A California teen girl at the center of a medical care debate has died five years after doctors declared her brain dead.
Jahi McMath, 17, was removed from life-support machines that helped her breath after she suffered from internal bleeding and kidney issues following a surgery, the Bay Area News Group reported. She died on June 22.
Her brain will be preserved in order for scientists to study it, the McMath family attorney Christopher Dolan told the publication.
Nailah Winkfield, her mother, spoke to the Bay Area News Group as she fought back tears.
“I’m devastated about losing my daughter,” Winkfield told the outlet, adding her daughter had undergone several surgeries since April.
“Everything I did revolved around Jahi. I think Jahi will be remembered forever because she defied all of the odds. My wish is for her to get some laws changed around brain death.”
“I hope she’s taught people — stopped pulling the plug on your people,” she continued. “Give them a chance.”
She added, “The only regret I have is taking her to get her tonsils removed.”
McMath’s case grabbed national attention in late 2013 after Winkfield refused to remove her from life support after doctors declared her brain dead following a difficult nose and throat surgery. She was 13 at the time.
Her family went to court seeking an order to prevent the hospital from removing a respirator and feeding tube.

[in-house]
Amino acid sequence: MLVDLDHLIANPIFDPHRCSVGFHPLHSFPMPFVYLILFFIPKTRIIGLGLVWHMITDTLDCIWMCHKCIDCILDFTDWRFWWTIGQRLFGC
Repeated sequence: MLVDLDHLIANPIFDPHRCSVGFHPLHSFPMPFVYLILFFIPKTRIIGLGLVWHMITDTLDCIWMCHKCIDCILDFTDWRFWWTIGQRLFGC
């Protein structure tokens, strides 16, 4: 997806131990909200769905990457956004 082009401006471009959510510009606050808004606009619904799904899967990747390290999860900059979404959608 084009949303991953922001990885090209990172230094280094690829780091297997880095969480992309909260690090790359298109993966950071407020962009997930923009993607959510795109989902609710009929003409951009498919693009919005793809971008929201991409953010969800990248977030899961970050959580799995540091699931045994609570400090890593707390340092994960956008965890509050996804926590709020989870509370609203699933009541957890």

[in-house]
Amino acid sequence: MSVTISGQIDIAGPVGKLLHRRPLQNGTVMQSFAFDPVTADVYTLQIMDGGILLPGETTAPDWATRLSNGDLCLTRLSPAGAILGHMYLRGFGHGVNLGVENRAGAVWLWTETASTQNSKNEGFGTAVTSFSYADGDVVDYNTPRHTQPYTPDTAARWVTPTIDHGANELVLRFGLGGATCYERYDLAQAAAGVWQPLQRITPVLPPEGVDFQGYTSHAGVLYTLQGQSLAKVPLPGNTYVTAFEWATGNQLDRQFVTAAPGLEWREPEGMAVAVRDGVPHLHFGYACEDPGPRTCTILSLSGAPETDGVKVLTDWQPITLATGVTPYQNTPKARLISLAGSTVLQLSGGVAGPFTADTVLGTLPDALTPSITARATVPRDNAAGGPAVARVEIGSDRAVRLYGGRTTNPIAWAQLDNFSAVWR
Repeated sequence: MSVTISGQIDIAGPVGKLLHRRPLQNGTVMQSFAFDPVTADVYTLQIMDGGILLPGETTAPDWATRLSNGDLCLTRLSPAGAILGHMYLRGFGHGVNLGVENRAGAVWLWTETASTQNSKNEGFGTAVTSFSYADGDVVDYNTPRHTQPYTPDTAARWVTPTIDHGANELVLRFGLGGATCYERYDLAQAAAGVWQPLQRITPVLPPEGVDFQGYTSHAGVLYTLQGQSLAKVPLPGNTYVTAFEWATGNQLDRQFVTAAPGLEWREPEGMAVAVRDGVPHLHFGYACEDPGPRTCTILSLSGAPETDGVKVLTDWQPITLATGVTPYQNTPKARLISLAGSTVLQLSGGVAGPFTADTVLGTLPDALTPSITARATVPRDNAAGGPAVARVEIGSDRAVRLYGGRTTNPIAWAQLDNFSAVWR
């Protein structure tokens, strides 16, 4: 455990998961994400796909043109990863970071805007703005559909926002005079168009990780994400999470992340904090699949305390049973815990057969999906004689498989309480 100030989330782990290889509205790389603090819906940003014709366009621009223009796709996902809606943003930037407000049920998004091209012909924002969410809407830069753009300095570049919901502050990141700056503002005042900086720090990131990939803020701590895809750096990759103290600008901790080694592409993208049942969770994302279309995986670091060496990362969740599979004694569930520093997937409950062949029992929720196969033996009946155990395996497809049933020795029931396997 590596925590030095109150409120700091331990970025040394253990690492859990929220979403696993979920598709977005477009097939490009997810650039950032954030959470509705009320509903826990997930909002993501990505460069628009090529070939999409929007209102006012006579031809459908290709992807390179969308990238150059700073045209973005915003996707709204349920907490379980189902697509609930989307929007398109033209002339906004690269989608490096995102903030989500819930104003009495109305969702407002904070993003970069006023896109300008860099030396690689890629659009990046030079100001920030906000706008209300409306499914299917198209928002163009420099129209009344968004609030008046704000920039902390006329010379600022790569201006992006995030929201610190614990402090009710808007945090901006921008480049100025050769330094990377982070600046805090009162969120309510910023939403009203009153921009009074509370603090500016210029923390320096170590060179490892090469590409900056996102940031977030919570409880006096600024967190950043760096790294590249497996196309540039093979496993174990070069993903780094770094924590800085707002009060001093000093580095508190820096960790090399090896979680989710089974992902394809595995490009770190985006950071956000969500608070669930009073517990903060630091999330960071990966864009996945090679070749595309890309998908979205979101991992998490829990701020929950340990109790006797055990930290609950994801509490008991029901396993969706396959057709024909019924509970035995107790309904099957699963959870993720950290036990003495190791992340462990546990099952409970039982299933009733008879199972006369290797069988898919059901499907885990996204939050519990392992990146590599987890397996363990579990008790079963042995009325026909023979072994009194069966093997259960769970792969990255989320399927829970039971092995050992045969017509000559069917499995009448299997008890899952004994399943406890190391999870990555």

The two sides came to an agreement that allowed McMath to be taken to New Jersey from Oakland, California, due to the state’s law that denies doctors the chance of removing brain dead patients if the family objects.
Winkfield documented her daughter’s journey in the Facebook page “Keep Jahi McMath on Life Support.” She celebrated her daughter’s 17th birthday with a post honoring her.
“Jahi McMath ~ Highly favored, deeply loved, richly blessed, amazingly graced,” Winkfield wrote. “Four years ago, you were given less than a month to live, even on life support, 4 years later, you are here, taken breaths on your own.”
“One day at a time. Jahi loves life, and she’s fighting for it,” she continued. “Happy 17th Birthday Jahi, we love you, and God loves you more.”
While doctors declared McMath brain dead, the Facebook page dedicated to her claimed McMath could breathe on her own and hold a pen.
Arthur Caplan, head of medical ethics at New York University’s Langone Medical Center, told the Associated Press in 2014 he knew of no cases of a brain-death determination being reversed. He cautioned that the data collected on Jahi had to be examined by other researchers and experts in the field before any conclusions can be made.
“Were this to be true, it would be an earth-shattering development in understanding death,” Caplan said. “They’re playing a high-stakes game.”